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I agree with H. Miller in that it is going to be right around 4 lbs. The actual amount required is stated in my MH manual and it is 4 lbs.
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Old 03-23-2012, 09:10 AM   #9
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Rickersranck,

Any decent A/C tech should be able to properly charge a R134a system with a set of gauges and a thermometer (or thermocouple). I have been in the refrigeration and A/C business for over 40 years and the thermodynamics and heat transfer facts have not changed.

The refrigerants that give you problems charging with a gauge set are the 400 series blends (like R407c, R410a, etc.).

Ken
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Old 03-23-2012, 10:34 AM   #10
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Rickersranck,

Any decent A/C tech should be able to properly charge a R134a system with a set of gauges and a thermometer (or thermocouple). I have been in the refrigeration and A/C business for over 40 years and the thermodynamics and heat transfer facts have not changed.

The refrigerants that give you problems charging with a gauge set are the 400 series blends (like R407c, R410a, etc.).

Ken
I was going to say the same thing. You can not measure out refrigerant when you have a chiller or air handling unit that holds several hundred pounds.

I need gages, thermometers and a temperature and pressure chart.
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Old 03-23-2012, 10:45 AM   #11
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Bug512...I hear you. I also work on systems holding over 20,000# of refrigerant.

But these are flooded evaporators and you charge by liquid level.

Ken
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Old 03-23-2012, 08:29 PM   #12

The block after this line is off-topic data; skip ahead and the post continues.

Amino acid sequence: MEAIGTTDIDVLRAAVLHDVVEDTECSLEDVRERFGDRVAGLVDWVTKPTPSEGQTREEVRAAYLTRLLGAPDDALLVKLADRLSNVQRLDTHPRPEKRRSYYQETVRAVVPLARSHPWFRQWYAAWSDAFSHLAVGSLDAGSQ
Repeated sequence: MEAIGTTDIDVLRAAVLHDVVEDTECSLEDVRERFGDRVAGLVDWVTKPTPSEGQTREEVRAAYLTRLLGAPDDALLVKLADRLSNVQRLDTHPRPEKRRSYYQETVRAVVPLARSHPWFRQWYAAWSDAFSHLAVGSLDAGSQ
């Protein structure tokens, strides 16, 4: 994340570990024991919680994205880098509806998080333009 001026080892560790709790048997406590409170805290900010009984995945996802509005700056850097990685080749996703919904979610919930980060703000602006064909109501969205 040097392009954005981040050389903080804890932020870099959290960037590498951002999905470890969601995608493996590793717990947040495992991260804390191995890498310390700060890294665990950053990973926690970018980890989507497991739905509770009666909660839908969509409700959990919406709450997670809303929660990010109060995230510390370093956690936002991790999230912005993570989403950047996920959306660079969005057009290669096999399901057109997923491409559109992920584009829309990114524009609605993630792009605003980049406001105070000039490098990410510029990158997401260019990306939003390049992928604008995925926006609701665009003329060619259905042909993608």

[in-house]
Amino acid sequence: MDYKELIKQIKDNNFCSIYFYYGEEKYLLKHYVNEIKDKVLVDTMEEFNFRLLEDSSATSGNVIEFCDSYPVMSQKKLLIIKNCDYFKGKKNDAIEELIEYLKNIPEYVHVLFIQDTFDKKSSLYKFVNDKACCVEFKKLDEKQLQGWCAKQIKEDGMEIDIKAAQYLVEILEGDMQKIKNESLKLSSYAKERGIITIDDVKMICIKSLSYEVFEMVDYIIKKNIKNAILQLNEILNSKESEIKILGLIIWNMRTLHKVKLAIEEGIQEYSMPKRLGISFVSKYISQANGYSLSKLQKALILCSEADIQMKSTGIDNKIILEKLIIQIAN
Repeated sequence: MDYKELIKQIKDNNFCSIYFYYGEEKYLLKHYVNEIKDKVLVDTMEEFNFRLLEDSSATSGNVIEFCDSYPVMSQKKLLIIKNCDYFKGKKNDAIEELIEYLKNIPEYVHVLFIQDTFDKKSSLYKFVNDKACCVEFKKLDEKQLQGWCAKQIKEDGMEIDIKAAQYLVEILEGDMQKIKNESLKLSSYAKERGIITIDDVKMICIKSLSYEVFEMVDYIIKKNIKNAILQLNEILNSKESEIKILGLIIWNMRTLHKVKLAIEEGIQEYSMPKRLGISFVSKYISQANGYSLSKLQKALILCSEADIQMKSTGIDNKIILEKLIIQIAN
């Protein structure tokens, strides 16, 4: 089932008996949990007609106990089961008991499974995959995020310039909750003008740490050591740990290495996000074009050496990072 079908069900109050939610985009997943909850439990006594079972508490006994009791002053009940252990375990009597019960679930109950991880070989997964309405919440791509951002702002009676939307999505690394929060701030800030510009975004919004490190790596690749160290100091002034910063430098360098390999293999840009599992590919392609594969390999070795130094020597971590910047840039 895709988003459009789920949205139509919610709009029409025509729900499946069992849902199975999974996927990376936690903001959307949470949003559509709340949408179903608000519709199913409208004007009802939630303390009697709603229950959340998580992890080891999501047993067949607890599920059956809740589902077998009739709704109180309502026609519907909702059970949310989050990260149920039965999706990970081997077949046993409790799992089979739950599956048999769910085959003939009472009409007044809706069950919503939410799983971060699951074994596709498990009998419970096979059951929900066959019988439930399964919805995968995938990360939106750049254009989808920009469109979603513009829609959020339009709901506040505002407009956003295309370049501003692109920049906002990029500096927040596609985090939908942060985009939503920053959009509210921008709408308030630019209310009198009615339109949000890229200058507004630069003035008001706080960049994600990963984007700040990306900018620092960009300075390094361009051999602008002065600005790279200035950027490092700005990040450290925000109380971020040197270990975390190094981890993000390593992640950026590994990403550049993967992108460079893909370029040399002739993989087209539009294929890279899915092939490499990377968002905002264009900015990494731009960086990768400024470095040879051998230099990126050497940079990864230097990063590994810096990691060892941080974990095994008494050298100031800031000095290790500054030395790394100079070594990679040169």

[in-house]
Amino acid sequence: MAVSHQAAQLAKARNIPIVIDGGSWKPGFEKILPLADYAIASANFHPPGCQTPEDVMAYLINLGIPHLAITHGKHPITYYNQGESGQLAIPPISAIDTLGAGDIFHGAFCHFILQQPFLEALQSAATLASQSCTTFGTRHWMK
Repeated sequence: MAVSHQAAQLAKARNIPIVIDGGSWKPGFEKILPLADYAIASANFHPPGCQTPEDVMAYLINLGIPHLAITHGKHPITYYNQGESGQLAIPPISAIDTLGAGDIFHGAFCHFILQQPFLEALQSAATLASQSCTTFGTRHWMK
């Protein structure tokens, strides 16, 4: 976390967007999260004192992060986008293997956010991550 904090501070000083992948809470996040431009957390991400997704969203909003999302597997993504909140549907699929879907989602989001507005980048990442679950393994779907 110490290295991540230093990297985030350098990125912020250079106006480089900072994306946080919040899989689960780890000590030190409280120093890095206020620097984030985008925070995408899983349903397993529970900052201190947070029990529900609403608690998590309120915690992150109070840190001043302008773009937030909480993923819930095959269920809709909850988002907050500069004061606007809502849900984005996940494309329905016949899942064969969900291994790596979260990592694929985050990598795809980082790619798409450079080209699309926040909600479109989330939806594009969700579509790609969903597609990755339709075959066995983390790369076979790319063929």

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Quote:
Originally Posted by TXiceman
Rickersranck,

Any decent A/C tech should be able to properly charge a R134a system with a set of gauges and a thermometer (or thermocouple). I have been in the refrigeration and A/C business for over 40 years and the thermodynamics and heat transfer facts have not changed.

The refrigerants that give you problems charging with a gauge set are the 400 series blends (like R407c, R410a, etc.).

Ken
I was going to say the same thing. You can not measure out refrigerant when you have a chiller or air handling unit that holds several hundred pounds.

I need gages, thermometers and a temperature and pressure chart.


So...........it seems that I've been redeemed.


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Old 03-23-2012, 08:46 PM   #13
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I understand what RinkersRanch is saying.
In a past life I was a automobile mechanic for 10 years we charged by weight. Line runs are not a issue with automobiles. If the sticker says 2 lbs. 4 oz. that is what it is.
With the machines we had in the late 80's and 90's they would reclaim the old refrigerant, vacuum the system, hold the vacuum and then charge the system. I was fortunate enough to get certified to handle refrigerants when the stricter EPA guidelines came around. I now possess a Universal refrigerant license along with a New Jersey blue seal refrigeration and blue seal operating engineer license.
I can guarantee that a automobile mechanic does not know about superheat or subcooling is nor do they grab a temperature and pressure chart. They know what acceptable gauge reedings look like and what the temperature is coming out of the vents.
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Old 03-23-2012, 10:33 PM   #14
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I can guarantee that a automobile mechanic does not know about superheat or subcooling is nor do they grab a temperature and pressure chart. They know what acceptable gauge readings look like and what the temperature is coming out of the vents.

And that is the type that I will not let get near my equipment. These are the ones that give the good techs a bad image. They are parts changes and not technicians.

Ken